The Guild of Architectural Ironmongers (GAI) is urging each part of the door hardware supply chain - from architects through to contractors - to consider ways to minimise risk in product sourcing, specification and supply. This is especially important in the case of architectural ironmongery as the risk of litigation or criminal prosecution in the case of fire and access for all issues, is particularly great. This requires consideration from the start of the design process since the onus is now on the architect or specifier to provide an Access Statement under the Equality Act (previously the DDA) and a Fire Risk Assessment under the Regulatory Reform Order, which must be ready at handover.
All doors in commercial and public settings must comply (where appropriate) with:
- Equality Act: ADM / BS 8300
- Construction Products Regulations: CE mark / BS ENs / ETAs
- Building Regulations: Approved Documents (particularly ADB), BS 9999 - both recommend standards.
And the financial consequences of getting it wrong can be substantial - ranging from the cost of supplying replacements, labour costs and making good, right through to legal action which could result in fines and/or imprisonment.
The easiest way to minimise risk, says the GAI, is to ensure strict compliance with product standards. Courts make judgements based on evidence and compliance with product standards provide offer evidence that proper materials are being used and fitness for purpose. Using a CE marked product offers the legal protection that shows that due diligence has been exercised.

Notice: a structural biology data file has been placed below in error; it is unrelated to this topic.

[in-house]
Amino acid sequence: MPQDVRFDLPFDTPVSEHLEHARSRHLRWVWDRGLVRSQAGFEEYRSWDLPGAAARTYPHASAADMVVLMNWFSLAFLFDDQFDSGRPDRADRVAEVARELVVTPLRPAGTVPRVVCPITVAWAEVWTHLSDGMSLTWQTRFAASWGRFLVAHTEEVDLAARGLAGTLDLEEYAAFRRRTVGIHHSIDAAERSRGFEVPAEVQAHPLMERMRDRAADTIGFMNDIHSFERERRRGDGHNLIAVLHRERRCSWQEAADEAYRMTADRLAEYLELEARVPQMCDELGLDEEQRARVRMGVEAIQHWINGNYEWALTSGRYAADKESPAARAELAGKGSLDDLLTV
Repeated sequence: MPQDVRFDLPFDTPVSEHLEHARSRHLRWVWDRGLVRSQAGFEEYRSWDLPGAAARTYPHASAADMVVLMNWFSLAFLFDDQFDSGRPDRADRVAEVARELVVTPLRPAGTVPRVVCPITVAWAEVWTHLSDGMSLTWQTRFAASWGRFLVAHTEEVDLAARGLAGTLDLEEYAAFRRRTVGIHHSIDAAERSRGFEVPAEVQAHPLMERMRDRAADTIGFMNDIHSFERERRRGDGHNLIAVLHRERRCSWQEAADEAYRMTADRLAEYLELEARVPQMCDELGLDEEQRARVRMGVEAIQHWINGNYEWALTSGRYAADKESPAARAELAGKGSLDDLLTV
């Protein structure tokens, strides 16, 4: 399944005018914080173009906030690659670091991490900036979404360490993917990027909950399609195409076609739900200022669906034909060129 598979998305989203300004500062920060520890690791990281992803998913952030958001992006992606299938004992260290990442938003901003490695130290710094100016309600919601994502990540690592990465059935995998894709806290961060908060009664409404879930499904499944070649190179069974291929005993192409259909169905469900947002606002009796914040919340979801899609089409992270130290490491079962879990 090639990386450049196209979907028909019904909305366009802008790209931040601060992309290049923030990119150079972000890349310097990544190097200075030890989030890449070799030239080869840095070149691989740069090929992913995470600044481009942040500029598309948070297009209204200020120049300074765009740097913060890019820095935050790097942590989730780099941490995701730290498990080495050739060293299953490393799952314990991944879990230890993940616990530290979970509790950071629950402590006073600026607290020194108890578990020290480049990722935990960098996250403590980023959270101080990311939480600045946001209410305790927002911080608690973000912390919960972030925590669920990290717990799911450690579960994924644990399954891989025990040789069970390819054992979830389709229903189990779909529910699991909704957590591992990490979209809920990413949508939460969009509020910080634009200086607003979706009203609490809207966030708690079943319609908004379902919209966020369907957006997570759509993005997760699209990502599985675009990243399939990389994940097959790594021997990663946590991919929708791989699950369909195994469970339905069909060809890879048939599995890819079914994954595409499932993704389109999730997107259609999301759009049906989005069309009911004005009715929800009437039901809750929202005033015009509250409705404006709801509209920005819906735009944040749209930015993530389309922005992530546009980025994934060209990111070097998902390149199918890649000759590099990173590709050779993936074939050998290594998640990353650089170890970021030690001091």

CE Marked (or products tested to EN or BS or other relevant European specification where CE marking is not applicable) also give protection against claims under Building Regulation 7 which states that materials and workmanship must be 'proper'.
It is also vital that specifiers and contractors know and understand the relevant standards, recognise and check the classification codes, and ensure all accessories/finishes and variants are included in any CE mark or certification.
This is a particular skill of qualified architectural ironmongers and architects and contractors using the services of an experienced, qualified ironmonger - preferably a RegAI - to write and sign-off of schedule will have added peace of mind and security. The GAI's architectural ironmonger members are trained and skilled at specifying the hardware - hinges, seals, handles, closers and the like - which make doors operate efficiently and may save lives in the event of fire.
The GAI represents the majority of architectural ironmongers in the UK as well as the leading manufacturers of architectural door and window hardware. The GAI also administers the benchmark qualifications for professional architectural ironmongers and it says it is dedicated to raising specification standards and encouraging best practice in all aspects of this sector.
For more information visit www.gai.org.uk
Posted October 17th, 2011 at 0915 by Andrew. Comment by emailing: email@example.com